As my first delve into counterpoint, I decided to take a look at Bach’s Goldberg variations. These are mostly somewhat simpler than the fugues in his masterpiece ‘The Well Tempered Clavier’ and I have always found them immensely satisfying to play, although I have never sat down to analyse any of them. Nine of the variations are written as canons, and the two I particularly like are numbers 9 and 12.
Number 9 is written such that the second entry of the canon starts exactly a bar later than the first, and pitched a third lower. The fact that it is a canon is quite evident from listening to or playing it, but I hadn’t appreciated that it is in fact, note for note a completely perfect canon throughout. There is also a lot of imitation in the bass line – for example the first bar in the second section is imitated in the following bar, a fourth higher (and leads us into the key change really effectively).
Number 12 is an inverse canon; the first entry starts on a G, and the second entry comes in a bar later on a D, but with the melody completely inverted interval for interval. I started annotating the score to show all of the entries and inversions, but realised that like number 9, it is simply a perfect (inverted) canon from start to finish. In the second half the canon is started by the lower voice. Also like number 9, the bass line contains much imitation of itself, as well as of the main canon parts.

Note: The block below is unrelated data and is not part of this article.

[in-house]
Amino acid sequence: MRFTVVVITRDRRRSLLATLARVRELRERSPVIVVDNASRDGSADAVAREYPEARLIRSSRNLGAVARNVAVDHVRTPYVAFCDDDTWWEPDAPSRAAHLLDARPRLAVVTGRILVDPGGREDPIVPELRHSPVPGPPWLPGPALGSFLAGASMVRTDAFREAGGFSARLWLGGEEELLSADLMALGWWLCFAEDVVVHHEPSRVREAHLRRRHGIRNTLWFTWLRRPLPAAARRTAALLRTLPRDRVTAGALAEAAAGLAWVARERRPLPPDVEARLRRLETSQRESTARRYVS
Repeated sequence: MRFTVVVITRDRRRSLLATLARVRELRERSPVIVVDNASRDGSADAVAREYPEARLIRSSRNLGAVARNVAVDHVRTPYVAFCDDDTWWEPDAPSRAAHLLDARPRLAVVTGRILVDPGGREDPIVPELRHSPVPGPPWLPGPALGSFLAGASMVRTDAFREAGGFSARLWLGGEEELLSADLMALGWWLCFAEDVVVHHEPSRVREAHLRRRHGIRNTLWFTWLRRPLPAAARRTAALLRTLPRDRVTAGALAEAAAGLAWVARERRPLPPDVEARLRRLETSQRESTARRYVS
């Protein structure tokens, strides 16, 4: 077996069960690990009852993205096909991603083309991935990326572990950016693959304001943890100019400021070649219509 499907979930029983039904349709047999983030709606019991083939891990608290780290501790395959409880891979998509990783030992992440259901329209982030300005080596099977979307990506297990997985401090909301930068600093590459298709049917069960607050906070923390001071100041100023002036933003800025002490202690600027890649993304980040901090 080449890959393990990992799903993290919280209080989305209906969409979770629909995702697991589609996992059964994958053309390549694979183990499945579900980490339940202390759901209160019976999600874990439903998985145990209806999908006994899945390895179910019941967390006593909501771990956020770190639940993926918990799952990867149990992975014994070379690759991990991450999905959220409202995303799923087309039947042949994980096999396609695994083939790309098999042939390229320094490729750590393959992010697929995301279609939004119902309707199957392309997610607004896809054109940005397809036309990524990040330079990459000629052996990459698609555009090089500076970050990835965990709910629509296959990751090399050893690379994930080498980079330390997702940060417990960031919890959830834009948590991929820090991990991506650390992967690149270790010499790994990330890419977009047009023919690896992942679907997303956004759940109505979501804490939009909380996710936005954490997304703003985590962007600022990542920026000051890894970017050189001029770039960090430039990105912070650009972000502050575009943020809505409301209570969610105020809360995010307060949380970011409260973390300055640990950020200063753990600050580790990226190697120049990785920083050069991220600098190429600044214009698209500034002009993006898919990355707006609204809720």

The genius in these pieces seems to lie not so much in the variety of musical devices, but in Bach’s ability to design such a long canon that makes a coherent, beautiful piece of music. I’m at a bit of a loss to know *how* he does this, but here are a few general observations:
- There is a mix of similar and contrary motion between the parts
- He sometimes brings a sustained note close to the other canon part creating effective suspensions (e.g. bars 21-22 in number 12)
- By starting a canon part after a quaver or semiquaver rest it creates the effect of the second part continuing the first (e.g. bars 9-10 in number 12)
- The bass line is often an important line in its own right (particularly in number 9). When the texture of the main canon is more complex, the bass line provides key harmony notes, and often reinforces one of the canon parts e.g. in thirds